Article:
When punishment is based on other motivations like rehabilitation of the offender or protection of the public you get outrageous and unfair punishments. The judge clearly deemed Shawn Ratigan to be a threat to the public even though his crimes were comparatively minor. If protection of the public is the motivation, then Ratigan should be locked up for life. But the seriousness of his crimes do not warrant life imprisonment. To punish a person with the sole motivation of protection of the public we end up with a gross violation of justice. The public may need to be protected from Shawn Ratigan, but the severity of his crimes does not warrant life imprisonment.
When rehabilitation is the motivation for punishment the unfairness often goes the other way. So it is with Brent Giroux. The judge in this case considers rehabilitation to be the motivation for punishment. Therefore Giroux–who raped eight boys and probably more–is put on probation and sent for therapy. Once again, the wrong idea of what punishment is for produces a gross violation of justice. No wonder the parents of the victims are hopping mad.
So why, in our society, do we not have retribution as the basis for our judicial system? Because retributive justice is based on the idea of an objective moral order. In other words, it is based in the idea of both natural law and divine law as the foundation for civil law. Retributive justice must have an objective foundation. This is right. That is wrong. This is a crime. That is not a crime. For this crime you will receive this sentence. For that crime you will receive that sentence. When the idea of objective right and wrong is abandoned we must also abandon the idea of retributive justice. Consequently the only reason for sentencing becomes utilitarian–what works, and what seems to work is either incarceration for protection of the public or enforced therapy.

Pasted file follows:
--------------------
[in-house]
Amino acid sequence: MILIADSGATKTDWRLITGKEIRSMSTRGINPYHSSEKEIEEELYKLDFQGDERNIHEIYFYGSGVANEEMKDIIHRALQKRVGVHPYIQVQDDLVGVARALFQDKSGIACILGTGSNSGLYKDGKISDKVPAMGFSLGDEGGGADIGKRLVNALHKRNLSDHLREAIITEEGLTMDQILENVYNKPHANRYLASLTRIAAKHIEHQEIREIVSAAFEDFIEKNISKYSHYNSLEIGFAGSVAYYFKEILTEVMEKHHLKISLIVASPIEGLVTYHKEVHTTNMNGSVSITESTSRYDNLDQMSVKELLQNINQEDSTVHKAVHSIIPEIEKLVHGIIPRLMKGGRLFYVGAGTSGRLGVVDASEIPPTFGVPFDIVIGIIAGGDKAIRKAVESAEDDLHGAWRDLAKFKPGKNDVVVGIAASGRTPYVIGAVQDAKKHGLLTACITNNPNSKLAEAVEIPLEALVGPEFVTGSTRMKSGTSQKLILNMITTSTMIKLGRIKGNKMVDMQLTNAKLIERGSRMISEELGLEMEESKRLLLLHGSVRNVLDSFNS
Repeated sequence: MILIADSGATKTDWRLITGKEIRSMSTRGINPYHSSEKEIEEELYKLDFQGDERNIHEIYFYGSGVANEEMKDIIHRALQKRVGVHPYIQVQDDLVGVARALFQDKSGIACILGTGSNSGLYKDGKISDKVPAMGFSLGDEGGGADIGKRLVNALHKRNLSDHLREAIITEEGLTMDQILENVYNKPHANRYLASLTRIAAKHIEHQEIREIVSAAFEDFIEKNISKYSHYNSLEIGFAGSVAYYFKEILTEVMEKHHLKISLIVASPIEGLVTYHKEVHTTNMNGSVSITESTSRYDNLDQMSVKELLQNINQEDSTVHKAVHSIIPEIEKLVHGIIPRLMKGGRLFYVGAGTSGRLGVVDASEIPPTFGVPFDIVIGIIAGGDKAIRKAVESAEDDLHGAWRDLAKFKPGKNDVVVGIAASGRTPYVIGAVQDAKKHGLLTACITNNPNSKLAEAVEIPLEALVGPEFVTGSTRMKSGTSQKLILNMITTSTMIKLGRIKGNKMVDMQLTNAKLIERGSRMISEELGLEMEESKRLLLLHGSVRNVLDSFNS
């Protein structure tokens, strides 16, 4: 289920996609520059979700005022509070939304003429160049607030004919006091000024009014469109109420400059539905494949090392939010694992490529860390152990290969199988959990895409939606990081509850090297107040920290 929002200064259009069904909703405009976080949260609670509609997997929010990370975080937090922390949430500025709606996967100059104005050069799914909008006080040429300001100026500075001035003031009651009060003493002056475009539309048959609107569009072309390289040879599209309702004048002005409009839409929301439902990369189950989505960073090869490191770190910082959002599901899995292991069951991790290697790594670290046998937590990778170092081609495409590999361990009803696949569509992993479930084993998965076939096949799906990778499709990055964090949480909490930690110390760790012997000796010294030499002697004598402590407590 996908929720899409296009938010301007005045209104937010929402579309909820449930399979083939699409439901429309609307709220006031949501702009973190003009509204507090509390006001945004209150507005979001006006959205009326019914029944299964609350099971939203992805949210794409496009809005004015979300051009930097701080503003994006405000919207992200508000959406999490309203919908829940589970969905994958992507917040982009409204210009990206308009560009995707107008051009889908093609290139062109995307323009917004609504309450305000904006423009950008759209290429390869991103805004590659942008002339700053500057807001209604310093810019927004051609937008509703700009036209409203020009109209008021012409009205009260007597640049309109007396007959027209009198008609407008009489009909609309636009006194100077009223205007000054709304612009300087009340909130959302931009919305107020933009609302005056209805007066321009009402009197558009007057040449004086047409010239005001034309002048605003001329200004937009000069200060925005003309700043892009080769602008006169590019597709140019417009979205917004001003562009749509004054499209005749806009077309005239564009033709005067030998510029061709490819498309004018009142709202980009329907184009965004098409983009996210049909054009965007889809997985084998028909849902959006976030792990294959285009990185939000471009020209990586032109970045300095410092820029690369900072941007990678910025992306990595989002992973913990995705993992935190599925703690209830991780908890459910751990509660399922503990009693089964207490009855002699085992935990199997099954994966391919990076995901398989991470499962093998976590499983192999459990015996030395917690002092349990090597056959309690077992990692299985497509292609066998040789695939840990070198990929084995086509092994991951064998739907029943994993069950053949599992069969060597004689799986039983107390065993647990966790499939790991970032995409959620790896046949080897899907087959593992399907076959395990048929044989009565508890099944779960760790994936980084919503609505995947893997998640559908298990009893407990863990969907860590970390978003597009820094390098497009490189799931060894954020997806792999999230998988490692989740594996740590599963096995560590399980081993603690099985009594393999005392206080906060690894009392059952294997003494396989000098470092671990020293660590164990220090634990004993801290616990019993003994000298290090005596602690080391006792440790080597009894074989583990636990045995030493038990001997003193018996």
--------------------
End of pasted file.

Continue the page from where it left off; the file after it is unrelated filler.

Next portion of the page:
Why does this matter? Because the way justice is administered affects all of us. When the objective aspect of right and wrong is eliminated we lose not only retributive justice, but we also lose any foothold on what is actually right or wrong. When the objective natural law and divine law is abandoned who is to say what is right and wrong? The state. The state decides not so much what is right and wrong, but what is legal or illegal, and what is legal or illegal may have nothing at all to do with what is morally right or wrong;.
When that happens the state decides what is legal or illegal and what is legal or illegal is simply what suits the people in charge. The results will be chilling. This is why in the case of the baker in Oregon who would not bake a wedding cake for lesbians it was so disturbing to hear the civil authority say that the baker would have to be “re-educated”. In other words–he will have to go through forced therapy. If this is his punishment how will he know when it is finished? What if he is stubborn? Will he be “re-educated” until he gives in? What if he never gives in–then will he be incarcerated to protect society?
If you think this is alarmist talk, then consider again the cases of Brent Giroux who raped four boys and probably eight more but was only sent for therapy and Shawn Ratigan who touched four girls and took lewd photographs but has been sent to prison for fifty years.